As I write this sentence, I’m coming up on the 14-hour mark of my daily fast. I’m somewhat hungry, but not uncomfortably so. And my mind is fully alert. As alert as it’s going to get, anyway.
That’s a good thing, because I’m about to explain the whys and hows of fasting in a way that, fingers crossed, actually makes sense.
I’ll start with the benefits, and there are plenty of them. Then, once you’re feeling good about fasting, I’ll get into the science behind how it works. Autophagy and AMP-activated protein kinase are not only cool processes activated by fasting, but they’re also fun terms to drop in mixed company.
Finally I’ll explain how ridiculously easy it is to incorporate fasting into your life. Then you can go forth and reap the benefits.
Sound good? Cool.
Why Should You Fast?
The human body is an intricate machine honed over millions of years of hominid evolution. But unlike most machines in this age of technology, our beautiful bag of skin can actually repair itself. That is, if we know what levers to pull.
One of those levers is fasting. Fasting activates a number of processes that make us stronger, faster, harder to kill, perhaps even better looking. I’ll get to these processes in a moment, but as promised, here’s a list of scientifically-validated benefits from fasting:
- Fat loss: Fasting for 16 hours a day causes significant fat loss without a loss of lean muscle mass in athletes. Fasting also reduces visceral fat around the organs.
- DNA protection: fasting protects DNA (in mice) from massive doses of chemotherapy
- Insulin sensitivity: Fasting improves insulin sensitivity (meaning: better regulation of blood sugar – important for reducing inflammation) in both mice and men
- Better brain function: Fasting improves alertness in humans, and prevents cognitive decline in rats
- Lower inflammation: Fasting reduces inflammatory markers in people with asthma (If you’ve read my stuff before, you know how important inflammation is for healthy aging)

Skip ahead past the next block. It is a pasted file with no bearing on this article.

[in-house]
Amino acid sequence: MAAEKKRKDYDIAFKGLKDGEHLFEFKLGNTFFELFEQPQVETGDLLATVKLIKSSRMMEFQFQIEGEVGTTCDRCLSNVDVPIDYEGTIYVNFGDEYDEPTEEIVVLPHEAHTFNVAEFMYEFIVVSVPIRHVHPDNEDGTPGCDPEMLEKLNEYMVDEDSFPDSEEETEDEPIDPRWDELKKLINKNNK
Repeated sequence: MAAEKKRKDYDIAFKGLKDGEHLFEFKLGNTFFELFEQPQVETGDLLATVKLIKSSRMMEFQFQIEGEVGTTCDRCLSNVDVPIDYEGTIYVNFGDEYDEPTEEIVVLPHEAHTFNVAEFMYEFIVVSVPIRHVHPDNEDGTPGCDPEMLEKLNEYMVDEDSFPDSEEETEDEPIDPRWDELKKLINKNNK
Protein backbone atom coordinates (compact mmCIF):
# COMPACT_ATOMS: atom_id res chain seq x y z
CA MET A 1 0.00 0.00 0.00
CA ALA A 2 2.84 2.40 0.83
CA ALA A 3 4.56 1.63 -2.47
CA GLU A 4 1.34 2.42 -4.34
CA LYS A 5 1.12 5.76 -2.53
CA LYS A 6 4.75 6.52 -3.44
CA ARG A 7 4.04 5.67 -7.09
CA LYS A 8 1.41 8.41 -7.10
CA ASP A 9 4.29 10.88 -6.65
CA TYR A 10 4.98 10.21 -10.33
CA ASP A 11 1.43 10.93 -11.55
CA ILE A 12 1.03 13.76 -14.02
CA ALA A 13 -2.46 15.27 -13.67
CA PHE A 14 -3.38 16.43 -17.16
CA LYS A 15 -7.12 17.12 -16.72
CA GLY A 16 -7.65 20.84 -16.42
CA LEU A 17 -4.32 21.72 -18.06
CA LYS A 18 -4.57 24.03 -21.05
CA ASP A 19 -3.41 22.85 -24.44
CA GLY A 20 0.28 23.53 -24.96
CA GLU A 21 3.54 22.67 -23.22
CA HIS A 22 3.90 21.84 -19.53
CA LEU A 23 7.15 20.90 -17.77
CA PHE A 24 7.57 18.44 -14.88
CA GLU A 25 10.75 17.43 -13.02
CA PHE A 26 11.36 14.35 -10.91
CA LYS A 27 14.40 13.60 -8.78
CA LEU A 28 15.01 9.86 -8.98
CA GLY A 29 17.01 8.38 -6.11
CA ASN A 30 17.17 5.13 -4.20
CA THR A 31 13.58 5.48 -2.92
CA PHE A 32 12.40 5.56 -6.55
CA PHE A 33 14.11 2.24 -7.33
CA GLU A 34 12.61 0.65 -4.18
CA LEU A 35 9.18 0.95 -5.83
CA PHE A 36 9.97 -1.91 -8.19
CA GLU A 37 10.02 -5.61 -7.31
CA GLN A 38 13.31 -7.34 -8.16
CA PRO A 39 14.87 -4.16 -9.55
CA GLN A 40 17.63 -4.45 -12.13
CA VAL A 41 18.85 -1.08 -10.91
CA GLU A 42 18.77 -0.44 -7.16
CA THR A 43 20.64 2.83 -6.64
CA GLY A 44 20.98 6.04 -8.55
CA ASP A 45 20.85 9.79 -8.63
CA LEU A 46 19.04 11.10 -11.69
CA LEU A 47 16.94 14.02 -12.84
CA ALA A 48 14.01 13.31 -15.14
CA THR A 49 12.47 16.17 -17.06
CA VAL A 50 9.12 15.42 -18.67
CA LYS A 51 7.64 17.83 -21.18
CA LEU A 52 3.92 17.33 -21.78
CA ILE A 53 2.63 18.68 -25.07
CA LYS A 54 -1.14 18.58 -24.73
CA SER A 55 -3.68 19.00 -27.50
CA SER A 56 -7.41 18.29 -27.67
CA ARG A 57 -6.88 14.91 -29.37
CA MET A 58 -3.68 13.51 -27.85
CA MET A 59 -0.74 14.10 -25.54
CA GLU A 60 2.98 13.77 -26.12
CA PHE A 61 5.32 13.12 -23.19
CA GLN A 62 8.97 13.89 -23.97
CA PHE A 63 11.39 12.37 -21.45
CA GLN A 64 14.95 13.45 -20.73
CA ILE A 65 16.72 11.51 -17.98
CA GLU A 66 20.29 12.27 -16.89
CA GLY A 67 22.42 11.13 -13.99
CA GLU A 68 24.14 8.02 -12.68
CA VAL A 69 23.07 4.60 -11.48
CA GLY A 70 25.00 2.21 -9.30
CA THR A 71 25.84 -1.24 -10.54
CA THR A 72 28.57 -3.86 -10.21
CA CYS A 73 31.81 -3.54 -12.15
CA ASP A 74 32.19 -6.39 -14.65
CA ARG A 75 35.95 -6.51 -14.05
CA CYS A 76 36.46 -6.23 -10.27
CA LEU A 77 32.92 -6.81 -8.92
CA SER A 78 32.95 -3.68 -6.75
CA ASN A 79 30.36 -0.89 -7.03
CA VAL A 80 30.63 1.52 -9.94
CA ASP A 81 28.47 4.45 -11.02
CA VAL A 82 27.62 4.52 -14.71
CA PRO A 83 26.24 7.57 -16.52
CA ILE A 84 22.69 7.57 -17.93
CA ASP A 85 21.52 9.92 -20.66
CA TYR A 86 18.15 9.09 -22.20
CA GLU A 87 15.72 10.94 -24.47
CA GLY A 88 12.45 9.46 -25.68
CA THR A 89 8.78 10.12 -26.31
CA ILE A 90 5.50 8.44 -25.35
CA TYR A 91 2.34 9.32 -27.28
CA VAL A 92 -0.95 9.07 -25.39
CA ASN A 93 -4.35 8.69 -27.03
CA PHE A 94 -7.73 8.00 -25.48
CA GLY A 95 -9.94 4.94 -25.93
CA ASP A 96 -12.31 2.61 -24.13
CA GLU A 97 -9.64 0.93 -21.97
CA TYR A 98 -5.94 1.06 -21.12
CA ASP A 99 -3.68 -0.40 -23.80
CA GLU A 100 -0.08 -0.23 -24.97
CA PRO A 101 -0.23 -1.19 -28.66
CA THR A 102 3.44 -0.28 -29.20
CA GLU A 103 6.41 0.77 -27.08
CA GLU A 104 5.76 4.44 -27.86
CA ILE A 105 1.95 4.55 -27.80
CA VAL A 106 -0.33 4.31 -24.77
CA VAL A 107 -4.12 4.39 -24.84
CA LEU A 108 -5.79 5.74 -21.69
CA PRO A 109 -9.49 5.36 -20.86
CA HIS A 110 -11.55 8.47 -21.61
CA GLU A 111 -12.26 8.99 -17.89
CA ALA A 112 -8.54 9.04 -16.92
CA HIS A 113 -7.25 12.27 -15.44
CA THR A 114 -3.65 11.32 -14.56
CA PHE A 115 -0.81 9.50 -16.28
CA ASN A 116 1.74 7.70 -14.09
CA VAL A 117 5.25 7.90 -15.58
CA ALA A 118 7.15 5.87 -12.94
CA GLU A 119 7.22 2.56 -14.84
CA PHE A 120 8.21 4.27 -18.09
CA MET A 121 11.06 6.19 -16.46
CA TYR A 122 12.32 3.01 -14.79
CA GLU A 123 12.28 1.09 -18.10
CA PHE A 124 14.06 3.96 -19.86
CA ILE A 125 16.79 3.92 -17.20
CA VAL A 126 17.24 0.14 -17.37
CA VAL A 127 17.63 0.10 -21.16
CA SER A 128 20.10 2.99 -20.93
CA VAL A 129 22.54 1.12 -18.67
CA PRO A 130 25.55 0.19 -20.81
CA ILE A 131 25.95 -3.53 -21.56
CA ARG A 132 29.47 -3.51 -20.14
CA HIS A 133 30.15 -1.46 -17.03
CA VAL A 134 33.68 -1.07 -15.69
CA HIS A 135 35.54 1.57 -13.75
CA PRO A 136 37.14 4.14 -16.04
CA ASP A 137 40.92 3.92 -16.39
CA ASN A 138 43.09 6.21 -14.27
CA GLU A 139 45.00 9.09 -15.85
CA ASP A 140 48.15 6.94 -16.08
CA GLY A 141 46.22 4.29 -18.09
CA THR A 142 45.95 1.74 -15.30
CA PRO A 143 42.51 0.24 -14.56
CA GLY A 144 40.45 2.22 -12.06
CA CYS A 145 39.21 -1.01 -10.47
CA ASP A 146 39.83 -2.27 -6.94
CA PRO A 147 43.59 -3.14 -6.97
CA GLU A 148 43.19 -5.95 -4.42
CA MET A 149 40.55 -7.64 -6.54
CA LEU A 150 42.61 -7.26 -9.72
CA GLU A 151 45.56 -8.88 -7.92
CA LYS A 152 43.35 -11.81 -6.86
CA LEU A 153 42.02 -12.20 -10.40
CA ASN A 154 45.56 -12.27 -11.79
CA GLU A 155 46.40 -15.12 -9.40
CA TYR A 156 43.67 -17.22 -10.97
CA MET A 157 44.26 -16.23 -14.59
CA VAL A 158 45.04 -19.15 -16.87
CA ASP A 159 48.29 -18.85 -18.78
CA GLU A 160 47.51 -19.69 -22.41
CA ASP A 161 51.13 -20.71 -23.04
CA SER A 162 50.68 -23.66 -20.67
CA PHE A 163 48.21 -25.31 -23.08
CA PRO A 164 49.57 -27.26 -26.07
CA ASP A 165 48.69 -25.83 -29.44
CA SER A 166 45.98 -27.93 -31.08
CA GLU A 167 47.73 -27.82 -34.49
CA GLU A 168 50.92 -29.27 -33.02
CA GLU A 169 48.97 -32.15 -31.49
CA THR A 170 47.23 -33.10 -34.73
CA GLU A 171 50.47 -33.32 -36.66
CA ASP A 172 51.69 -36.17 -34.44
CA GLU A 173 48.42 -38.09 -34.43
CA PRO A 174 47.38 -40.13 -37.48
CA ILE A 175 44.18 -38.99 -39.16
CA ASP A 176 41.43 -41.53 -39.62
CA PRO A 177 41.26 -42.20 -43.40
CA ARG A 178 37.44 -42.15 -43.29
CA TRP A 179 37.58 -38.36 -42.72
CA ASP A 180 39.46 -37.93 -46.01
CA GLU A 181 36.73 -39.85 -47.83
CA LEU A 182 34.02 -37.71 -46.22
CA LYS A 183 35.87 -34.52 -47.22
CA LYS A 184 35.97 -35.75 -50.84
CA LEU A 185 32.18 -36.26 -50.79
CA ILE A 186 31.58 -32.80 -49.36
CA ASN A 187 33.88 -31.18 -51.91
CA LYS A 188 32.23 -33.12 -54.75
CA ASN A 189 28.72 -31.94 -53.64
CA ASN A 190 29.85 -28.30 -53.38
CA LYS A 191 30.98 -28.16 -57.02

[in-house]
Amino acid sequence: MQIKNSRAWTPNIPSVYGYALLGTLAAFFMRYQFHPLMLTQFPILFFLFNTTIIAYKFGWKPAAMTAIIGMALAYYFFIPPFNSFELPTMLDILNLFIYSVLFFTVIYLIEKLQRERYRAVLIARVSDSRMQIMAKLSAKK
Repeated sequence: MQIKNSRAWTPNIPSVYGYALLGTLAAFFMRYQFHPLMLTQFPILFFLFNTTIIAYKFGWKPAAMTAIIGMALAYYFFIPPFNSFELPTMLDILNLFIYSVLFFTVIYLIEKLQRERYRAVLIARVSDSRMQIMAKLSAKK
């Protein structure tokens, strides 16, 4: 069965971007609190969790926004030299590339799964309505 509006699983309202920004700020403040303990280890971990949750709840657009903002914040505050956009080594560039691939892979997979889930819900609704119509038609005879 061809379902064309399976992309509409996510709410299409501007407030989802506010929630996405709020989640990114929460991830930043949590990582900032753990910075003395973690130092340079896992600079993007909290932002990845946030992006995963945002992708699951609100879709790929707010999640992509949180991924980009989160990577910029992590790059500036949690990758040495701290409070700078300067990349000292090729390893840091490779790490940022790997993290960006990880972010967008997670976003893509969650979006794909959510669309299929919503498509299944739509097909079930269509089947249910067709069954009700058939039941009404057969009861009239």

- Longevity (via cellular cleanup): Fasting activates autophagy (cellular cleanup), which plays an important role in longevity and healthy aging
- Hormonal improvements: A 24 hour fast boosted growth hormone by 1300% in women and 2000% in men (yeah, you read those numbers correctly)
- Improved metabolism: Fasting, even for 16 hours, turns white fat into brown fat in our bodies (brown fat burns more calories)
There are more benefits, but to prevent this article from becoming a giant list of bullet points, I’m going to stop there. I have my dignity.
Circadian Rhythm and Nutrient Sensing Pathways
When you read the literature on fasting, one thing comes up again and again: circadian rhythm enhancement. By not eating overnight, you are literally calibrating your sleep / wake cycle for optimal performance. And since this cycle regulates a large chunk of the human genome – genes that control everything from metabolism to cellular defense to immunity – you’ll want to get it calibrated like a Swiss watch.
By now you’ve probably heard that light regulates the circadian rhythm. Bright light, from the sun or a light box, actives a little dandy called the suprachiasmatic nucleus (SCM) in your brain. This supra-clock is just what it sounds like: it’s the super clock, the master clock, the boss of the circadian rhythm.